The road is closed for winter in upper Millcreek Canyon on Monday, Nov. 23, 2020.

Kristin Murphy, KSL, File

Utah's snowpack below average to begin 2021, but more snow on the way Monday evening

By Carter Williams, KSL.com | Posted - Jan. 4, 2021 at 10:57 a.m.



SALT LAKE CITY — Despite a few storms to end 2020, Utah's snowpack levels are below average across the state entering the first full week of 2021.

That's not too much of a surprise because 2020 was one of the driest calendar years on record for the state. Utah ended the year with every portion of the state suffering at least a moderate drought and over 90% of it either in an extreme or exceptional drought, according to the U.S. Drought Monitor.

There is more snow coming on the way Monday evening that will provide some help for the situation.

Snowpack levels down to start 2021

Following a rough end to the 2020 calendar, 2021 is off to a bad start when it comes to snowpack levels. All 16 snowpack regions are below average as of Monday morning, according to Natural Resources Conservation Service's Snow Telemetry and Snow Course Data.

Utah's farthest northeastern regions are currently better off than the rest of the state. The Bear River, Raft River and Northeastern Uintahs were listed at 70% to 84% of the average, as of 8 a.m. Monday.

The majority of the state was listed between 50% and 70%, with the Wasatch Front regions of Weber-Ogden and Provo-Utah-Jordan both at 61% of the average. Southwestern Utah had the lowest snowpack totals at 44% of the average.

Snowpack totals for Utah as of Monday, Jan. 4, 2021, at 8 a.m. The entire state had levels below normal, according to the report.
Snowpack totals for Utah as of Monday, Jan. 4, 2021, at 8 a.m. The entire state had levels below normal, according to the report. (Photo: Natural Resources Conservation Service)

Snowpack is calculated by snow water equivalent, or the amount of water contained within the snow. It factors heavily in Utah's water supply once the snow in Utah's mountain melts every spring. The Utah Department of Natural Resources reports that the state's reservoirs excluding Lake Powell or Flaming Gorge were at 61% capacity on Dec. 1, which was slightly above normal for the time of the year.

2020 was just not a good year for precipitation

Throw in another reason why 2020 wasn't great. It produced the driest calendar year on record in Cedar City and the second-driest in Salt Lake City, according to the National Weather Service.

It's a major reason for the poor snowpack to start 2021.

Cedar City received just 4.8 inches of precipitation during the 2020 calendar year, while Salt Lake City received just 8.98 inches. The agency calculates precipitation data by water year, which runs from Oct. 1 to Sept. 30 every year. The 2020 water year was the 16th driest on record for Salt Lake City.

Cedar City and Salt Lake City are where the NWS Salt Lake City office has its weather stations at to get an understanding of climate in the state.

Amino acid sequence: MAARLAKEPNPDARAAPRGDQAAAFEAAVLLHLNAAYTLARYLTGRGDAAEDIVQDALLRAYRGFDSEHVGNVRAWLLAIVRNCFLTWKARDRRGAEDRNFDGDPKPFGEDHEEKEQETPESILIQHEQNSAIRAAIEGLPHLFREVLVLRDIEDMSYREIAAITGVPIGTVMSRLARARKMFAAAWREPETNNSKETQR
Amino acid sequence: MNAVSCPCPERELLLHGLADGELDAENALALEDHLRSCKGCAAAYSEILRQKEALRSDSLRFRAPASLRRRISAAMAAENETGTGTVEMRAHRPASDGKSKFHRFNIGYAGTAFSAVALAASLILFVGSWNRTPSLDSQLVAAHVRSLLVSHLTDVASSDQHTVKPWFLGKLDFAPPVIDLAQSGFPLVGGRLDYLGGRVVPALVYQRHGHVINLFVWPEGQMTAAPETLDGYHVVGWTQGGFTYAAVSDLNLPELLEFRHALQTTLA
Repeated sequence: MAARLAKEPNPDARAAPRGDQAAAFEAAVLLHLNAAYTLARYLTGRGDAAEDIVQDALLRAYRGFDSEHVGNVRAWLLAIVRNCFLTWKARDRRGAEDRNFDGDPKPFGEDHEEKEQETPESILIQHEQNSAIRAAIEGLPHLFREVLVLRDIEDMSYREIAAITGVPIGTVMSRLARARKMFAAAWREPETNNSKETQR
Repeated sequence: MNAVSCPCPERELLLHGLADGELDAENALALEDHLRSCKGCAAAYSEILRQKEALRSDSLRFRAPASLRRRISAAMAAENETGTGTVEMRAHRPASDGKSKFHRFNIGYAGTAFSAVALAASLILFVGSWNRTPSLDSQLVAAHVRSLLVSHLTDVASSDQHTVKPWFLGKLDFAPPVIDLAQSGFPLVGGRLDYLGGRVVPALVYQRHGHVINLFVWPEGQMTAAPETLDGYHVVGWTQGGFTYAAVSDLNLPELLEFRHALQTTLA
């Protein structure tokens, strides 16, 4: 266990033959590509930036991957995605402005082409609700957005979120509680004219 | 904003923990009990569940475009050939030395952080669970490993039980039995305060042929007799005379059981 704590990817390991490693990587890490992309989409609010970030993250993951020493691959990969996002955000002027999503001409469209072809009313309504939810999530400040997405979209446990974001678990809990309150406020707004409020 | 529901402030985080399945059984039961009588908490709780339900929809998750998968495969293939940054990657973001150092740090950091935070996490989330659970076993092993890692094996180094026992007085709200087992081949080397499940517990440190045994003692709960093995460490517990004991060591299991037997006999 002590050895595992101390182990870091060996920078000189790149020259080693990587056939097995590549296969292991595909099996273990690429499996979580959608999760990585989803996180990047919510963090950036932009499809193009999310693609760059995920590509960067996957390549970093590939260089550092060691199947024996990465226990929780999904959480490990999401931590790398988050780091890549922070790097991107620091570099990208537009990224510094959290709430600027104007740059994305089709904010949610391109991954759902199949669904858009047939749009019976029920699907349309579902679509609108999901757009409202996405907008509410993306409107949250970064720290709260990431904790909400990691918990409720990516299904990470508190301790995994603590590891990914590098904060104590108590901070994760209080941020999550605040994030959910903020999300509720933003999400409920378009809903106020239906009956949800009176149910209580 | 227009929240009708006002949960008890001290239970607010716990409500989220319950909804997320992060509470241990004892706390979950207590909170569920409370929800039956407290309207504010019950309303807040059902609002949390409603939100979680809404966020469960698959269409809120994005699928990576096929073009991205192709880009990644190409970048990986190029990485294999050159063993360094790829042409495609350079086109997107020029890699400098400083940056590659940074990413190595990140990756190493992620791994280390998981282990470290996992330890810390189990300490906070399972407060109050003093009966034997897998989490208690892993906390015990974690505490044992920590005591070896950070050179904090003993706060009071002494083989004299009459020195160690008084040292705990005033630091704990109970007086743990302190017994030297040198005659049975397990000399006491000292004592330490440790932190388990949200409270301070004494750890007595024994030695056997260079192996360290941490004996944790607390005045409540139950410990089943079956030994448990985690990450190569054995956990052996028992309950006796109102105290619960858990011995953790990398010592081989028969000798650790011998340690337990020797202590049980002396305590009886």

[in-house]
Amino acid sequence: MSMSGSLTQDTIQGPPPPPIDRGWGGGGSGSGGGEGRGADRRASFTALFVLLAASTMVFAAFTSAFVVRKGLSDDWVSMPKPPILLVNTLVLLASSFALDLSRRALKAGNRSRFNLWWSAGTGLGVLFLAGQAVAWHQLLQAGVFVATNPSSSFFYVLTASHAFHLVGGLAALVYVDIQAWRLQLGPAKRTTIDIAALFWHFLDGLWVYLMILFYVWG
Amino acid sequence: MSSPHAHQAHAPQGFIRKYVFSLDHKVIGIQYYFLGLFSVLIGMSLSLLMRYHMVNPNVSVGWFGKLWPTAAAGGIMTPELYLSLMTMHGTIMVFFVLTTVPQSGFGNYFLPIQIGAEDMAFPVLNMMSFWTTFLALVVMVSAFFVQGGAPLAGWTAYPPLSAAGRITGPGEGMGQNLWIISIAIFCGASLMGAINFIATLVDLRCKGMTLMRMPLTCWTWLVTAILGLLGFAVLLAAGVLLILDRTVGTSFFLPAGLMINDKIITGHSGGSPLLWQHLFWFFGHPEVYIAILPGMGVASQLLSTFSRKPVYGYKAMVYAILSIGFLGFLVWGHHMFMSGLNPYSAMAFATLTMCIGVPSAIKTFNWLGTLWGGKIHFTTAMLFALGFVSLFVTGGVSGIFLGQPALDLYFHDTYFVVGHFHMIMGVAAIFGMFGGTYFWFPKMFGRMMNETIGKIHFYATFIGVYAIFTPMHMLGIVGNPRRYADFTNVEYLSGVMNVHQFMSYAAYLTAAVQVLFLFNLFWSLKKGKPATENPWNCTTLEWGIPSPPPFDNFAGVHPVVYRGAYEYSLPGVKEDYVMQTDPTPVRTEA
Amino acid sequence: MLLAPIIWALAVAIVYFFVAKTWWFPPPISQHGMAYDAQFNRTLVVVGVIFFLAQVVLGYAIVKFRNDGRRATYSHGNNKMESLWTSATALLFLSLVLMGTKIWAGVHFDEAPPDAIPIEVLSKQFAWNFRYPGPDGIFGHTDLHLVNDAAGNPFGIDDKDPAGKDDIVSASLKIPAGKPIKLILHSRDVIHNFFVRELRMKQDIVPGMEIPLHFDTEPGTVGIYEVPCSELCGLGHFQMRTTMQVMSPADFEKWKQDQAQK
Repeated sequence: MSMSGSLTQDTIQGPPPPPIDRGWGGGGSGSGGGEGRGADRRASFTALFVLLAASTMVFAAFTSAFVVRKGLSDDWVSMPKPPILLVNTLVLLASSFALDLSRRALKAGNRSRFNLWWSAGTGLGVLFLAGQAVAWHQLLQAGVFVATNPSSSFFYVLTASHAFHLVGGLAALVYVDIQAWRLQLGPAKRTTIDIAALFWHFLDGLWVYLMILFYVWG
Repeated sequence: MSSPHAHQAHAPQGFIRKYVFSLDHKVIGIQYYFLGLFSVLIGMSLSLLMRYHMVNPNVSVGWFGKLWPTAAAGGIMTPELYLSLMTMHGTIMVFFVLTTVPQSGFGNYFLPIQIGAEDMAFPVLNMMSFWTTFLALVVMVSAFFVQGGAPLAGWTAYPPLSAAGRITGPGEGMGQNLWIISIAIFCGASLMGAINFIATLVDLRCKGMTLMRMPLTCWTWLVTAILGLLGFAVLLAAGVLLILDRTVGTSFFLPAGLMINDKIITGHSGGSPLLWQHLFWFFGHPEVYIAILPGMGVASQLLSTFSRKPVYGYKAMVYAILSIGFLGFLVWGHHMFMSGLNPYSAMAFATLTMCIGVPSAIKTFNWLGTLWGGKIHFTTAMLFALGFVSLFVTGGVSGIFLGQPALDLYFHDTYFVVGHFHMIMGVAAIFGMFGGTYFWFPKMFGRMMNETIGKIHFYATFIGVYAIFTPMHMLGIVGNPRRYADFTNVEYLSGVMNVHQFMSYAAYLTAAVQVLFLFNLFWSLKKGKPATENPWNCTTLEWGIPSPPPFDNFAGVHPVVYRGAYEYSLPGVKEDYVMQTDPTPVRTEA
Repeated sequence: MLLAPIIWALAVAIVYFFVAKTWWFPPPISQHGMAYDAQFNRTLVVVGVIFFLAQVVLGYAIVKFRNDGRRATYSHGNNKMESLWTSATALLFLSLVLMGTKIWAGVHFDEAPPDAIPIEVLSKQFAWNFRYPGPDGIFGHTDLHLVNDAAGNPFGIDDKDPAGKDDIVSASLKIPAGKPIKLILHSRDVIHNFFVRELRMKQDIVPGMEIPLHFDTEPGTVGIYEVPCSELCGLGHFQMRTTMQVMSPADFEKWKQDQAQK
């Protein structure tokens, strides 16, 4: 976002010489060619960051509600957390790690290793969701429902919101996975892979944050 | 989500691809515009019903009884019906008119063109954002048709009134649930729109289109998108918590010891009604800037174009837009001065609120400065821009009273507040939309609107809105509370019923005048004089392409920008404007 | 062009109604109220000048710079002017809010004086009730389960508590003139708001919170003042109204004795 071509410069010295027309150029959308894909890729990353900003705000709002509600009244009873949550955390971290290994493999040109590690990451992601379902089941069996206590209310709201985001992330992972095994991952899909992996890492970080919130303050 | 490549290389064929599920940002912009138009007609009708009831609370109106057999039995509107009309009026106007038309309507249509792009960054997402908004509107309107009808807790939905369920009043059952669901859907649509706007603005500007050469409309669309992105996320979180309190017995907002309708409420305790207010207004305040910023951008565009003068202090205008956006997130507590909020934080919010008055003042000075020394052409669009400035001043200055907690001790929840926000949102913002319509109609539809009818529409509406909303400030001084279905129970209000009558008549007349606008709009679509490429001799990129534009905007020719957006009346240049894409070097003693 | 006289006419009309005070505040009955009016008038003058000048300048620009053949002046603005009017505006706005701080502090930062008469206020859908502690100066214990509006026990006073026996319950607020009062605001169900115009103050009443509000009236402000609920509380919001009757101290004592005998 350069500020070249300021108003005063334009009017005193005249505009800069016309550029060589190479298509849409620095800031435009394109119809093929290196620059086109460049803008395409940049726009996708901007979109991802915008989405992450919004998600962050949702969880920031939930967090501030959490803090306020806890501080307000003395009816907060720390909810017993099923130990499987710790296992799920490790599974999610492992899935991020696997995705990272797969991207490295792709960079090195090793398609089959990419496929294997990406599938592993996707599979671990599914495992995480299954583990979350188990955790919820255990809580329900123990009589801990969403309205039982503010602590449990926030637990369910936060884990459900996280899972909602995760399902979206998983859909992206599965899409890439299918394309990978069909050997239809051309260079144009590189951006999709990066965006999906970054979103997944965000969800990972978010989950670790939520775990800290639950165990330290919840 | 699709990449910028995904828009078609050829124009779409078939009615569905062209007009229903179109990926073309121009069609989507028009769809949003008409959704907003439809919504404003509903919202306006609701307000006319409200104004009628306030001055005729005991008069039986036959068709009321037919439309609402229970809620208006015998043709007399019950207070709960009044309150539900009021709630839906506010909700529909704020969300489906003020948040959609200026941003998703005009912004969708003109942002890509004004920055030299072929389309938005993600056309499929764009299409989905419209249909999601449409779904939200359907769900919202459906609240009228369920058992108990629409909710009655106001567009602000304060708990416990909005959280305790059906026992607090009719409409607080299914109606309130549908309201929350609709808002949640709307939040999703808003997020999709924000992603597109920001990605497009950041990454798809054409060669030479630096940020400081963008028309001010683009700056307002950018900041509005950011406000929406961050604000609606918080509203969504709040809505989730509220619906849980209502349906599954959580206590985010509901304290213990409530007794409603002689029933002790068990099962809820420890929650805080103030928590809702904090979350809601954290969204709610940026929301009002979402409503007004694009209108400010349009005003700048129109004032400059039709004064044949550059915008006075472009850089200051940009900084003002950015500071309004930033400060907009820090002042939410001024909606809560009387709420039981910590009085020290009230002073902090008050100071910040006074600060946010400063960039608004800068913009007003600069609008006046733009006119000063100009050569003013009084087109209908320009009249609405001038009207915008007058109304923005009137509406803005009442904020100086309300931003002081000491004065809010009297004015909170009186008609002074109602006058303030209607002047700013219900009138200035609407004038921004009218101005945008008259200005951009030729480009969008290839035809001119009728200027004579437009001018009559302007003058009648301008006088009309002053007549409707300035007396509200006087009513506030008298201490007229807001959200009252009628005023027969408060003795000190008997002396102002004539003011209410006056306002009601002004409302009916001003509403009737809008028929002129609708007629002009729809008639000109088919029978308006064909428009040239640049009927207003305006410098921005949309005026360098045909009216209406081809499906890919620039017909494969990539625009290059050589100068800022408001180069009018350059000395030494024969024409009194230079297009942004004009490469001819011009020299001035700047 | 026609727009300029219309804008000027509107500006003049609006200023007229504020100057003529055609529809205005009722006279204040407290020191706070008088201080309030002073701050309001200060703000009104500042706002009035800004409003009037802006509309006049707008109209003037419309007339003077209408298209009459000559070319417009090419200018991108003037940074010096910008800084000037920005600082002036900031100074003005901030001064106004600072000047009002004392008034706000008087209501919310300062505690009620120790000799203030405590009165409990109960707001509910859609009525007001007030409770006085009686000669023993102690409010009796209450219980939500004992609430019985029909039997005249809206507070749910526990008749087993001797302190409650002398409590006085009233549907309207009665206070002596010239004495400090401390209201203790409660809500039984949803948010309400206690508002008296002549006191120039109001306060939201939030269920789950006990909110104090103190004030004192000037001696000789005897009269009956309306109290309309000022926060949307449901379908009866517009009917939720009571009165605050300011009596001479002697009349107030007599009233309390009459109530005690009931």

Both locations are off to poor starts in the 2021 water year. Cedar City has recorded just 0.62 inches of precipitation since Oct. 1, according to weather service data pulled on Monday. That's 2.58 inches below average for this point in the water year. Salt Lake City, on the other hand, is 3.18 inches below normal with 1.33 inches of precipitation recorded since Oct. 1.

In addition to the lack of precipitation, it was another hot year on record. Cedar City posted the third warmest average maximum temperature on record at 68.2 degrees.

At 55.7 degrees, Salt Lake City's average temperature was three degrees above the 1981-to-2010 normal. It also continued a troubling trend in warming temperatures recorded in the state's capital city. According to the weather service's climate records, the five warmest temperatures on record were set in 2012, 2015, 2016, 2017 and 2018. The record remains 56.6 degrees set in 2012.

Salt Lake City maxed out at 105 degrees multiple times in August, which was the hottest August in the state's history.

As for other cities in the state, the National Weather Service pointed out that 115 degrees is the second-hottest maximum temperature recorded in St. George history. The city ended up with an average high temperature of 79.8 degrees in 2020 with an average temperature of 63.8 degrees and 7.13 inches of precipitation.

Logan finished out 2020 with an average temperature of 49.6 degrees while collecting 12.72 inches of precipitation.

More snow on the way for northern Utah

Meanwhile, there is good news for Utah's northern snowpack regions now. More snow is coming Monday evening.

KSL meteorologist Brett Benson said that a few isolated showers are expected near the Wasatch Front and northern Utah regions Monday afternoon into the evening. A rain-snow mix will be more sustained in the valleys later into the evening.

A cold front pushing through Monday night or early Tuesday morning will turn it over to snow mainly in the mountains before it moves out of the state later Tuesday morning.

The National Weather Service projected Sunday that the storm will produce 8 to 12 inches of snow at Alta in the Wasatch Front area, as well as Tony Grove and Western Uintas in northern Utah. It also projected 6 to 8 inches at Daniels Summit, 4 to 6 inches at Ben Lomond, 2 to 3 inches at Soldier Summit and the possibility of an inch or two across central and southern Utah mountains.

Benson said models predict another winter storm will arrive at the Wasatch Front this weekend. Full forecasts for areas across Utah can be found at the KSL Weather Center.

Carter Williams

SIGN UP FOR THE KSL.COM NEWSLETTER

Catch up on the top news and features from KSL.com, sent weekly.
By subscribing, you acknowledge and agree to KSL.com's Terms of Use and Privacy Policy.

KSL Weather Forecast